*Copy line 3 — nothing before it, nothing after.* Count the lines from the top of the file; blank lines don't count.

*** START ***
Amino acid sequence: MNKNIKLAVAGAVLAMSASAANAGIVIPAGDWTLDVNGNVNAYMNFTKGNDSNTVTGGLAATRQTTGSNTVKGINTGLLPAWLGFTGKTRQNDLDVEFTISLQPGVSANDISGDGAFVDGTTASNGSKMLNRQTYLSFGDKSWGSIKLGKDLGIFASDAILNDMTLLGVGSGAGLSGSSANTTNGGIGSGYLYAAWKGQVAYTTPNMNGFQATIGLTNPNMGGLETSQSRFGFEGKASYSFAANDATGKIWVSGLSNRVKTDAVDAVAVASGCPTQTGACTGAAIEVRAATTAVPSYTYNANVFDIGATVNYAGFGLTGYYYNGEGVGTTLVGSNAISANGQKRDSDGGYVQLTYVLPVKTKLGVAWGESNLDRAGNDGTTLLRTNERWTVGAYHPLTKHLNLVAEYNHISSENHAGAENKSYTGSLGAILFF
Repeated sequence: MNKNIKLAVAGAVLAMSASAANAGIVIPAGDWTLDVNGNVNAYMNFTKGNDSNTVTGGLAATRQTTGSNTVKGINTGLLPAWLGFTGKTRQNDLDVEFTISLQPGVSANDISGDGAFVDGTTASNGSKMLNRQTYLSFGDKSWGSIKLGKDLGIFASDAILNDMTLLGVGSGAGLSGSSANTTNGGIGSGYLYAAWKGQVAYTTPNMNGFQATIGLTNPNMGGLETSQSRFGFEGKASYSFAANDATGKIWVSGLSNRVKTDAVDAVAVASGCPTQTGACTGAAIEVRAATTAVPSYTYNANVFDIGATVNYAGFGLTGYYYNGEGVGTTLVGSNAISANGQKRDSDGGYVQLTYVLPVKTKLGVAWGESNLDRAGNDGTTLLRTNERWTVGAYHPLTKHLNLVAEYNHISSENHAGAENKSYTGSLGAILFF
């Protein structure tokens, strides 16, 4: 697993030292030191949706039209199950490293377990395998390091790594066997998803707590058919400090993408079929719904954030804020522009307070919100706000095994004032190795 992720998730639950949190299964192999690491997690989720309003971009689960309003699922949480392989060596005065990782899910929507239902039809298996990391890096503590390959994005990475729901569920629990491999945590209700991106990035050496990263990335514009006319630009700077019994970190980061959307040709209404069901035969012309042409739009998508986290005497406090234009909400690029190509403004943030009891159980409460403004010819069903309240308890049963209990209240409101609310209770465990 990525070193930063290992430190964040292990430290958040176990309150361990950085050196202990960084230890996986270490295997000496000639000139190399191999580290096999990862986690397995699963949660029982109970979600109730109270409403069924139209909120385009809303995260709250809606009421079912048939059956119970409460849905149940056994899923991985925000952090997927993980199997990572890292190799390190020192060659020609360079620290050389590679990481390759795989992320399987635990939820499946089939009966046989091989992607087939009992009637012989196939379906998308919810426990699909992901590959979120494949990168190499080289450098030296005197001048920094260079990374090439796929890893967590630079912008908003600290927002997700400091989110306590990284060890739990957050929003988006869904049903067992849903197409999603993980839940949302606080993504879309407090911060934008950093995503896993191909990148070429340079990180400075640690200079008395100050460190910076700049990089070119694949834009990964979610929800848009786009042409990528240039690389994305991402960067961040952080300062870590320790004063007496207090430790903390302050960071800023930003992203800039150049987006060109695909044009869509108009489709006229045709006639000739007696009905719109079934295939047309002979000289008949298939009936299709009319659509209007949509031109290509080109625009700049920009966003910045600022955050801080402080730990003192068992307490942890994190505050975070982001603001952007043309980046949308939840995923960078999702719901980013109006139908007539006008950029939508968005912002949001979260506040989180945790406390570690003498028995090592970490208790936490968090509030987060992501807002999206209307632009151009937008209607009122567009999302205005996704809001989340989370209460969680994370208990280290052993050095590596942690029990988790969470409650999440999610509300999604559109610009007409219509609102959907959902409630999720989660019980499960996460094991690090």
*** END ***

């Protein structure tokens, strides 16, 4: 697993030292030191949706039209199950490293377990395998390091790594066997998803707590058919400090993408079929719904954030804020522009307070919100706000095994004032190795 992720998730639950949190299964192999690491997690989720309003971009689960309003699922949480392989060596005065990782899910929507239902039809298996990391890096503590390959994005990475729901569920629990491999945590209700991106990035050496990263990335514009006319630009700077019994970190980061959307040709209404069901035969012309042409739009998508986290005497406090234009909400690029190509403004943030009891159980409460403004010819069903309240308890049963209990209240409101609310209770465990 990525070193930063290992430190964040292990430290958040176990309150361990950085050196202990960084230890996986270490295997000496000639000139190399191999580290096999990862986690397995699963949660029982109970979600109730109270409403069924139209909120385009809303995260709250809606009421079912048939059956119970409460849905149940056994899923991985925000952090997927993980199997990572890292190799390190020192060659020609360079620290050389590679990481390759795989992320399987635990939820499946089939009966046989091989992607087939009992009637012989196939379906998308919810426990699909992901590959979120494949990168190499080289450098030296005197001048920094260079990374090439796929890893967590630079912008908003600290927002997700400091989110306590990284060890739990957050929003988006869904049903067992849903197409999603993980839940949302606080993504879309407090911060934008950093995503896993191909990148070429340079990180400075640690200079008395100050460190910076700049990089070119694949834009990964979610929800848009786009042409990528240039690389994305991402960067961040952080300062870590320790004063007496207090430790903390302050960071800023930003992203800039150049987006060109695909044009869509108009489709006229045709006639000739007696009905719109079934295939047309002979000289008949298939009936299709009319659509209007949509031109290509080109625009700049920009966003910045600022955050801080402080730990003192068992307490942890994190505050975070982001603001952007043309980046949308939840995923960078999702719901980013109006139908007539006008950029939508968005912002949001979260506040989180945790406390570690003498028995090592970490208790936490968090509030987060992501807002999206209307632009151009937008209607009122567009999302205005996704809001989340989370209460969680994370208990280290052993050095590596942690029990988790969470409650999440999610509300999604559109610009007409219509609102959907959902409630999720989660019980499960996460094991690090």